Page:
Final Update (9:36am EST): Mission Control was forced to scrub the launch for today. The issue with the liquid hydrogen fuel valve persists, and apparently battery power on the camera system on the rockets is dropping, so the decision was made to reset.

Since cycling the fuel valves did not correct the problem, and with issues cropping up with the video system, rather than dealing with this so close to the end of the launch window, Mission Control decided to reset the launch, for another attempt on Friday morning.

The new launch time, as of now, will be Friday, December 5, at 7:05am EST.

With all the attention and excitement, 

When the test flight finally lifts off, it will be an uncrewed launch, so no astronauts will be on board. However, there will be a few 'passengers' going along for the ride.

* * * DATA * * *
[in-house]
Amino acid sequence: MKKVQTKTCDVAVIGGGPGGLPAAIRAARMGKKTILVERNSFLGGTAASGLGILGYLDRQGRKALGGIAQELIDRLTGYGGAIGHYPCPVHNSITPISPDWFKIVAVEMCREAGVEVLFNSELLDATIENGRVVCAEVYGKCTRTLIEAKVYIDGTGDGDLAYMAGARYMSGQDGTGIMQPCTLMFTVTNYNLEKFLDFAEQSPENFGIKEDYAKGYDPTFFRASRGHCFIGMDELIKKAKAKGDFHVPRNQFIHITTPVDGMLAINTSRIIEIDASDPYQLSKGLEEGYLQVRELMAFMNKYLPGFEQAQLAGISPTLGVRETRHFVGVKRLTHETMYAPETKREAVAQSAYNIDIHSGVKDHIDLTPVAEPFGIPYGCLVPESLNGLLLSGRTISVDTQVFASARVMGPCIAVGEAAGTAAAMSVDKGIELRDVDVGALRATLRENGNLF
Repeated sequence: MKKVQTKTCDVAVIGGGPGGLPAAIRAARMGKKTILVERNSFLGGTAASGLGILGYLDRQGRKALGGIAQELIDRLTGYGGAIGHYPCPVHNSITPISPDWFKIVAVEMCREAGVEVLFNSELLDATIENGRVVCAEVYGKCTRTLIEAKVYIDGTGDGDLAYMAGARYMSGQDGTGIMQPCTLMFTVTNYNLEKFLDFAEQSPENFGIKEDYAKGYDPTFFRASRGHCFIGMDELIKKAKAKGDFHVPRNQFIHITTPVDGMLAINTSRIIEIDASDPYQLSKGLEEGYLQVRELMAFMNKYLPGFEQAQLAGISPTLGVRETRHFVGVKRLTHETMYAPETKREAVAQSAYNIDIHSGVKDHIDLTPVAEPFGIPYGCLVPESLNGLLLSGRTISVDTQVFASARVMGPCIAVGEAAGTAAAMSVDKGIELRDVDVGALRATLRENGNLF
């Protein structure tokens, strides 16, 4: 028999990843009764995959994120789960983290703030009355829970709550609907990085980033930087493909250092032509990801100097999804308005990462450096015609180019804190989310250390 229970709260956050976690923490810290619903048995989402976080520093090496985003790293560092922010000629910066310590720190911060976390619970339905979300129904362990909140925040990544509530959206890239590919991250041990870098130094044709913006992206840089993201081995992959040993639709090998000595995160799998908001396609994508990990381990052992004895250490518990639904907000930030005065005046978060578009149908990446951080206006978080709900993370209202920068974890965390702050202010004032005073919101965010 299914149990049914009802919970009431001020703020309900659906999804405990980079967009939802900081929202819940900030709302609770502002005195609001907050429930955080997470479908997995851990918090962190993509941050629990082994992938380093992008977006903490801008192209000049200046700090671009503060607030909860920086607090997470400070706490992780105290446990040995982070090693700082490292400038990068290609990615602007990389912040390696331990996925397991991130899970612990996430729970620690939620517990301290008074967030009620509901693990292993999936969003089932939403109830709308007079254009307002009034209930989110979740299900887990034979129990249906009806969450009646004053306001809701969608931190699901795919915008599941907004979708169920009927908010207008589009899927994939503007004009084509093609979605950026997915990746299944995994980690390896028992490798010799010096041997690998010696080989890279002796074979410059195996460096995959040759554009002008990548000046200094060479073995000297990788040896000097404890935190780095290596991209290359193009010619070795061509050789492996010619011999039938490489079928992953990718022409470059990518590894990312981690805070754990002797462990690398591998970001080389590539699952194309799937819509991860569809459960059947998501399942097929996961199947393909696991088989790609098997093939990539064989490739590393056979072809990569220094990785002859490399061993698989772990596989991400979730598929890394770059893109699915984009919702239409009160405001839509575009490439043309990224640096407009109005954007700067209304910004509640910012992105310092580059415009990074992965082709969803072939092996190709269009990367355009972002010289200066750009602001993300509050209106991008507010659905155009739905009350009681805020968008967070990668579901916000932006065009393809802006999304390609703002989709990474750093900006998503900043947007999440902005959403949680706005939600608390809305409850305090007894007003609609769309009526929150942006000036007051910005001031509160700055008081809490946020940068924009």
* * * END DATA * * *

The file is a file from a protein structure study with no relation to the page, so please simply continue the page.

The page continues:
According to NASA, several of the cargo lockers on board the capsule contain commemorative items:


One of the lockers carries a radiation experiment designed by the students who won the Exploration Design Challenge, an initiative for students to research and design ways to protect astronauts on future missions from radiation. Another radiation experiment designed by NASA called BIRD, for battery-operated independent radiation detector, will evaluate the environment inside the locker as Orion passes through the Van Allen belts experiencing higher doses of radiation than spacecraft that orbit closer to Earth, such as the International Space Station.